Professor Bliss' Manual of Qualitative Chemical Analysis is neatly bound, well printed, and altogether very satisfactory as a "book." But as a "qualitative analysis" it is a disappointment—a disappointment because the subject-matter is not presented in the light of modern chemistry and contains many inaccuracies. In fact, this book cannot be termed a contribution to the study of chemistry, but rather a desire to label one's own name on a collection of well-known and, in some instances, archaic methods of qualitative tests. Incorporation of the tables of the U. S. P. preparations containing the elements discussed in Professor Bliss' book cannot be considered an important addition.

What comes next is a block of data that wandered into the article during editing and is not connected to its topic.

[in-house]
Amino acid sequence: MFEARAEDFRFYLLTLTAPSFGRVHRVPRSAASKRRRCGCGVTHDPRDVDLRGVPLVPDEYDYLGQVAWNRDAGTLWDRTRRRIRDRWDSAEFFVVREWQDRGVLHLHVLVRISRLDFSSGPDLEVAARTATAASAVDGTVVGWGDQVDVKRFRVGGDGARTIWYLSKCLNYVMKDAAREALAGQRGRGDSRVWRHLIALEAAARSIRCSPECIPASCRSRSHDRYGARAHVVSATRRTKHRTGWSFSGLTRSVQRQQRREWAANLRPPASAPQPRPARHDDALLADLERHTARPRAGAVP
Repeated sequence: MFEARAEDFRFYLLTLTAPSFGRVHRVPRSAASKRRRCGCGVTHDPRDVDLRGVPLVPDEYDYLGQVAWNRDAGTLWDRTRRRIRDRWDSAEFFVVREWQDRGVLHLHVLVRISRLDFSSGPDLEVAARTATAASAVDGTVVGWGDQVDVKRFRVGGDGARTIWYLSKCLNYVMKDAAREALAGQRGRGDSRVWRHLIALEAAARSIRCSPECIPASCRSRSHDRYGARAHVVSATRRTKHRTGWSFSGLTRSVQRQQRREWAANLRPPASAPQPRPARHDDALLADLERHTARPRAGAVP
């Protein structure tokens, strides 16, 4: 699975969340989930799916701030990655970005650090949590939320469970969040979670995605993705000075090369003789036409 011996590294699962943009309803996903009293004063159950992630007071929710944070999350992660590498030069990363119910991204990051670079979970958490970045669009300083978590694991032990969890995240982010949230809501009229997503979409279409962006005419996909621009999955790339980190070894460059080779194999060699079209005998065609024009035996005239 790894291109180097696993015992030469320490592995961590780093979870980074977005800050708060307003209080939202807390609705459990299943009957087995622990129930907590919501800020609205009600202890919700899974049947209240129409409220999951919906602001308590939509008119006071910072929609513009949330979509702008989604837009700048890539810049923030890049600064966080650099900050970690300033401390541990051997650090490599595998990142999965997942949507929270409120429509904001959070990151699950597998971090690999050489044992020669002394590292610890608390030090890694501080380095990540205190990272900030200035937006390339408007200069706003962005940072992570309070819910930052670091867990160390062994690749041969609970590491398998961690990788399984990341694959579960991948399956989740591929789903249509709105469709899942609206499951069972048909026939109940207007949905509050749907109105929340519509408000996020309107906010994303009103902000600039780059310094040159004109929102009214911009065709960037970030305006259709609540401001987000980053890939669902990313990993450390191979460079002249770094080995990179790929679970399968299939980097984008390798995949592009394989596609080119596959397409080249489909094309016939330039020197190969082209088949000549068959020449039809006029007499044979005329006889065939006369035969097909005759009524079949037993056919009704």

Medical students in qualitative analysis should be familiar with certain theories, such as the law of mass action applied to ionization, etc., in order to appreciate its value and service in the correct method of analysis. Professor Bliss gives only a few paragraphs to